Just in case someone, somewhere thought that I wasn't busy enough already, Microsoft announced on Friday their RSS plans for Longhorn and there is a huge amount of buzz on the blogosphere about it.
The announcement consisted of two parts.
Firstly, Microsoft announced their Simple List Extensions. This is a pretty trivial extension and while useful, it's not exactly earth-shattering. Some people have complained that Microsoft are up to their old tricks and trying to commandeer and take over an existing, widely-used technology in order to twist it into a proprietary format but this is wrong. SLE is an extension to RSS, something that RSS specifically encourages.
In the very early days of Awasu, I wrote a document in which I said that RSS could be considered simply as a means of transporting information around. And it doesn't have to be limited to news or blog posts. Just look at enclosures, piggy-backing on feed items as they move around the net via RSS. Furthermore, using XML namespaces, people can embed whatever information they like into a feed and ship it around using RSS.
The entire architecture of Awasu reflects this underlying concept of RSS as a transport system for information. An application can generate an RSS feed that contains its own specific information, absolutely anything it likes, embedded into items using XML namespaces. On the other end, an Awasu channel can have hooks attached to it that are simply scripts that gets run whenever new items are received. These scripts scan the new items for this application-specific information and process it however they choose. Bingo, you have a completely extensible framework for shipping your information around and acting upon it when it arrives, complete with all the automatic updating, notification, archiving and indexing that Awasu provides for all of its channels.
Another thing that I said in the document was that RSS was not going to be all that important in itself. What I meant by that was that RSS was simply going to be the first step along the way to something much bigger. RSS is going to be to the semantic web what Lynx and HTML 1.0 was to the web, all those years ago. The XML and web services people have been pounding on their respective pulpits for years about the benefits of using XML for computer-to-computer interaction but until now, it's been far too complicated for your average Joe to understand, let alone use, and so has only be used in the corporate world. RSS is the first XML format that has really become popular with the general public and is the thin edge of the wedge. Already we've been seeing people asking "Can I use RSS to monitor my sales database?" "How about a FedEx package or my Outlook calendar?" All of a sudden, they're seeing the potential that XML-based computer-to-computer communication offers and are starting to
demand politely ask for it. And so the use of XML-based communications is going to explode. Dare Obasanjo had it right when he said that "Using XML syndication is an evolution in the way people interact with content on the web".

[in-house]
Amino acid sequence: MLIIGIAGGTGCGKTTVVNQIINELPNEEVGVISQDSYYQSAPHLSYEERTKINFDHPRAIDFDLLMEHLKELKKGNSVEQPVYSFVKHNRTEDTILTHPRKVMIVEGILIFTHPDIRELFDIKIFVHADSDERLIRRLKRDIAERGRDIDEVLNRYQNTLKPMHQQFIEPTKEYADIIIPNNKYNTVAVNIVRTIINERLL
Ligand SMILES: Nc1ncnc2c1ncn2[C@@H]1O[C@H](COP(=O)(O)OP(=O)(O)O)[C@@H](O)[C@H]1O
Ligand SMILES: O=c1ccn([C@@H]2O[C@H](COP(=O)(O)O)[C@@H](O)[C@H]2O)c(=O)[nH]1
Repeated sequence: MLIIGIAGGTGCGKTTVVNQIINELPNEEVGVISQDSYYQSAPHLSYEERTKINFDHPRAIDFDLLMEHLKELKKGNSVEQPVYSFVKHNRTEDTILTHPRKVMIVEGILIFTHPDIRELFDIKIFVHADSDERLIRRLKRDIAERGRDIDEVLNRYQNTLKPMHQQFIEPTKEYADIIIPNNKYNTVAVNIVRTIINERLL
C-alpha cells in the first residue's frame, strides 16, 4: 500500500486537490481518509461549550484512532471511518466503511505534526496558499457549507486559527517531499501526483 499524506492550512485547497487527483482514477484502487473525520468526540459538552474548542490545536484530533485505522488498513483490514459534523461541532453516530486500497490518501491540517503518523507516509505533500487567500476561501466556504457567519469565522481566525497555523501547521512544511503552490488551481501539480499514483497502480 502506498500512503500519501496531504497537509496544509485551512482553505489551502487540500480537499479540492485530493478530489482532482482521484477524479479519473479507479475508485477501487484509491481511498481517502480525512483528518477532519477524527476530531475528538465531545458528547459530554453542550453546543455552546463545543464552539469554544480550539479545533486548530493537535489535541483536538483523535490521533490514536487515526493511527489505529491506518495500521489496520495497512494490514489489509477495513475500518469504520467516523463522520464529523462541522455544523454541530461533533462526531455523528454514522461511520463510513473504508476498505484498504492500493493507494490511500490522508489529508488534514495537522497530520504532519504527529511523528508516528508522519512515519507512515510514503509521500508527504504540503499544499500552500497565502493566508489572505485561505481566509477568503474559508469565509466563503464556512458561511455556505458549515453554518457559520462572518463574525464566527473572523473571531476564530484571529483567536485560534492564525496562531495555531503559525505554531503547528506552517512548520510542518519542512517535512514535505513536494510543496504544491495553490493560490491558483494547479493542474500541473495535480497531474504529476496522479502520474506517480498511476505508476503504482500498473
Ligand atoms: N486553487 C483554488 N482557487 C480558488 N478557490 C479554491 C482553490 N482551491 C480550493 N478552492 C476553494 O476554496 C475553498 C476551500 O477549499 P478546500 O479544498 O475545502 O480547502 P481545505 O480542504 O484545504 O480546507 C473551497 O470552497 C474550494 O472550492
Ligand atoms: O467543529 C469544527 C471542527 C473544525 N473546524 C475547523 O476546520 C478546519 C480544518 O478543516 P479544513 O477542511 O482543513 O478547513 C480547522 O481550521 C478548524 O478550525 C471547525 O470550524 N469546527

The second part of the announcement concerns Microsoft's strategy for RSS in Longhorn. This is, of course, much more significant. Some people have already asked me what this means for Awasu. Here's my take on it:
I'm not worried at all.
In fact, it's a good thing. One of the problems with writing an RSS reader today is that not many people other than the geeks know about it. Integrate RSS into Windows and that problem suddenly disappears in a big, big way
I must admit, my heart skipped a beat when I read about the Common RSS Feed List and Data Store that let any application offer RSS services to the user. Since this means that any program can let you monitor your feeds, what implications does it have for Awasu? Well, if you only have a few feeds then monitoring them in IE or Outlook will be fine but for hard-core information management, you need a dedicated application that was specifically designed for it. That'd be Awasu.
As we're seeing already, it's not about retrieving buckets and buckets of information and presenting it to the user that's important, it's what you do with it. People have been complaining for ages about information overload but if you thought it was bad before, just try it with an RSS reader automatically updating hundreds and hundreds of channels every hour :o. This is another example of the immaturity of the technology: computers blindly retrieving megabytes of feed content (and gigabytes of enclosures :o) and just dumping it all on the user with no consideration for how they're going to deal with it all.
As I described above, one key aspect of Awasu's technology is its plugin architecture that lets you do whatever you want with the information that is coming in. This doesn't necessarily mean you have to read it; you can quite happily have a feed that you never look at but has channel hooks attached to it that automatically run when new items are received and act upon the information found therein.
Also, we are now coming to the end of the development of core features for Awasu and will soon start on the really cool stuff, features that let you manage this huge amount of information coming in. If you consider what we've achieved in two years, you can be sure that there is going to be some pretty amazing stuff over the next two and beyond.
Sure, somebody could write an application that uses Longhorn's RSS functionality to build something similar to Awasu but we have a 2+N+M year head-start on them, where N is the number of years before Longhorn is actually released and M is the number of years before a significant number of people are actually using it. Given the number of people still using old versions of Windows going back to W98 (and even earlier!), it's going to take a while.
So no, I'm not really worried at all. Bring it on! This is going to be so much fun!